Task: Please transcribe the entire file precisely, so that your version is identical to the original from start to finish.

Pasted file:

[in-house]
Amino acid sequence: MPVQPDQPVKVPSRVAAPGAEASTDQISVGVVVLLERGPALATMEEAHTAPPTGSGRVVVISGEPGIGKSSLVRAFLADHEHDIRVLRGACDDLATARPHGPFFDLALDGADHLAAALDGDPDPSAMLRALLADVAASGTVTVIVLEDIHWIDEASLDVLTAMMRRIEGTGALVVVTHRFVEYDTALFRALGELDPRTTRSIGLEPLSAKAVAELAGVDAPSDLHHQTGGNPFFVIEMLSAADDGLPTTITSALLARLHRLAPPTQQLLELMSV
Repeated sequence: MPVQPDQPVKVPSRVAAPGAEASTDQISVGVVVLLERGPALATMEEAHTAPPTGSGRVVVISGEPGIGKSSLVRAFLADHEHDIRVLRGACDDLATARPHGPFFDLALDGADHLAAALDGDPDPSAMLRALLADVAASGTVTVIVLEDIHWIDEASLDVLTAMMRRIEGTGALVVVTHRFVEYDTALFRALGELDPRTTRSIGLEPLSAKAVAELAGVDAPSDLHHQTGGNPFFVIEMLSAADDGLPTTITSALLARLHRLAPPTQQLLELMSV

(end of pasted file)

[in-house]
Amino acid sequence: MPVQPDQPVKVPSRVAAPGAEASTDQISVGVVVLLERGPALATMEEAHTAPPTGSGRVVVISGEPGIGKSSLVRAFLADHEHDIRVLRGACDDLATARPHGPFFDLALDGADHLAAALDGDPDPSAMLRALLADVAASGTVTVIVLEDIHWIDEASLDVLTAMMRRIEGTGALVVVTHRFVEYDTALFRALGELDPRTTRSIGLEPLSAKAVAELAGVDAPSDLHHQTGGNPFFVIEMLSAADDGLPTTITSALLARLHRLAPPTQQLLELMSV
Repeated sequence: MPVQPDQPVKVPSRVAAPGAEASTDQISVGVVVLLERGPALATMEEAHTAPPTGSGRVVVISGEPGIGKSSLVRAFLADHEHDIRVLRGACDDLATARPHGPFFDLALDGADHLAAALDGDPDPSAMLRALLADVAASGTVTVIVLEDIHWIDEASLDVLTAMMRRIEGTGALVVVTHRFVEYDTALFRALGELDPRTTRSIGLEPLSAKAVAELAGVDAPSDLHHQTGGNPFFVIEMLSAADDGLPTTITSALLARLHRLAPPTQQLLELMSV